Nobody falls in love the same way
A few tropes tend to dominate when we imagine characters falling in love. Someone makes a sacrifice for the other person, which makes them fall in love with that person. Someone just treats the other person kindly or carries through on a long-standing promise. What they all have in common is the lowering of our defenses when someone protects, defends, or honors us.
It can, of course, be more convoluted than that. Someone with low self-esteem could fall for someone who compliments them a lot. Someone searching for some evidence that a self-centered person can love crumples in relief when observing the other caring for an animal, projecting that some day, that same fawning devotion will be directed toward them.
The illusion of constancy
Feelings of love are not constant. They depend on us feeling hopeful and safe, even in some cases when we have nothing specific to hope for and are negotiating dangerous situations. Love can be sidelined when we are angry or confused. The flush of romantic love recedes, but often a grudging compassion remains–a memory of being cared for.
Love scares a lot of people–often at the same time they desire it. Allowing another person into your life is always disruptive. To make room for them, you have to pay less attention to other people you care about. You have to give up parts of your schedule that you also enjoy. You may end up spending more money or traveling a lot more than usual. It can sometimes even become an overwhelming existential fear that you are losing who you are the more you hang around that person. That tension between wanting and fearing love can make some people act erratically, or at least inconsistently.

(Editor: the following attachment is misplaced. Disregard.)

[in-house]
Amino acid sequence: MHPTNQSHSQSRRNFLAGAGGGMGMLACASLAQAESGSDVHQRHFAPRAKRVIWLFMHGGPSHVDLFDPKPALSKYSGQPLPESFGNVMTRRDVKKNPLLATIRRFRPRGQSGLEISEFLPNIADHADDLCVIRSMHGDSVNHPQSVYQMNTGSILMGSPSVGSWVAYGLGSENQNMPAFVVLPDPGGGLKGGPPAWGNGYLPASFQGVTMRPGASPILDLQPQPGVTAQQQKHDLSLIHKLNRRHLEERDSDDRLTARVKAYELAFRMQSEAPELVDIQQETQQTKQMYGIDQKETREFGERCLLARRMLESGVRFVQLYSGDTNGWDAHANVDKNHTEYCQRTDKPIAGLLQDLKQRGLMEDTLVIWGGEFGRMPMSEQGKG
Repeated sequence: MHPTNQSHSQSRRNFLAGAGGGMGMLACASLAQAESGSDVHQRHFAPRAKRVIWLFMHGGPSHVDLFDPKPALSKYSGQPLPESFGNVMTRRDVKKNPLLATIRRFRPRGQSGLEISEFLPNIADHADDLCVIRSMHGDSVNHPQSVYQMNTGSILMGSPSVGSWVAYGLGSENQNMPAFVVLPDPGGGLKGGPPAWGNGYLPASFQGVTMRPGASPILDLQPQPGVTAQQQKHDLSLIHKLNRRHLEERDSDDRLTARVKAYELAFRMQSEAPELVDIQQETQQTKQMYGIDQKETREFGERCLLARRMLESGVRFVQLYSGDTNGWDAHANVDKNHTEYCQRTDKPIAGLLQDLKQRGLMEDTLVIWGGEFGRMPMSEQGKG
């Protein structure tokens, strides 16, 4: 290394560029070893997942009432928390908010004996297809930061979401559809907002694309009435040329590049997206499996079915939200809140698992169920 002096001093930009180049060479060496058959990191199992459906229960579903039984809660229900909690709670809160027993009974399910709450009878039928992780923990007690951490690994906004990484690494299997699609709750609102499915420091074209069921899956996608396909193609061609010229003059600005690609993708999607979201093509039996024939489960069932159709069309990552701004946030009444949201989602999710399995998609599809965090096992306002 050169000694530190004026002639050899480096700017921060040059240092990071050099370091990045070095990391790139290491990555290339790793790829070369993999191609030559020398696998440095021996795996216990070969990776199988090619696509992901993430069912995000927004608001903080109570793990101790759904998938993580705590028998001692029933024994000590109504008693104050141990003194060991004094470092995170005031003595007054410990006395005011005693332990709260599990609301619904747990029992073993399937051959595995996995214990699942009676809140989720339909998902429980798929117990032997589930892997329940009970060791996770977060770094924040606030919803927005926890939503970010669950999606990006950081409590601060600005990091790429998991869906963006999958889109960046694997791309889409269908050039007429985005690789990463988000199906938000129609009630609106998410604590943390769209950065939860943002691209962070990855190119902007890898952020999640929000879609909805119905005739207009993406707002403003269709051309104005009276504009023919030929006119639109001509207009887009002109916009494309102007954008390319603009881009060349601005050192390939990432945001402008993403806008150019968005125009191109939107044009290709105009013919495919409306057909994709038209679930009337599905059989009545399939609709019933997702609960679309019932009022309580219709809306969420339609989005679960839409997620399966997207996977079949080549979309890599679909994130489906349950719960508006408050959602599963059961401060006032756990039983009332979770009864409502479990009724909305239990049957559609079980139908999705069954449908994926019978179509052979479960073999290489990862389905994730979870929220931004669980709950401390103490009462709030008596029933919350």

And sadly, love can often feel like an obligation–something we’re supposed to feel because of the circumstances. Have your characters been living with the same person for three years? Is one of them pregnant? Sometimes the pressure to approximate love comes after a few months of dating. We say to ourselves, “I should be feeling something now,” and then go through the motions we think loving people would, like vacationing together, meeting each other’s parents, living together, or getting engaged.
Once, when I was working as a ghost writer, I was abducted and imprisoned by one of my clients. (He was insisting I wasn’t working hard enough and had to stand over my shoulder. I know.) But he and his wife had a really inspiring ritual they performed every morning upon waking: They affirmed for each other that they still loved each other and wanted to remain together.
What IS love?
And that, I think boils down the glue that love becomes in a society of so many different people with different agendas: We love someone who seems committed to our well being. It is the reason we love our families. It is why we love long-time friends. We can depend that they will always have our backs, no matter how bad things get.
So when you write about characters falling in love, whether you write specifically for the romance market or just include it in your character development and plot complications, consider (at least initially) characters falling in love for the wrong reasons, questioning whether they’re still in love when they feel bad in the other person’s presence, and more easily feeling love for more than just one person. It will ring truer to real life.
This is the second installment in my short series of essays on portraying different emotions. Check out last week’s “Writing Anger” and check back again next week for “Writing Fear.”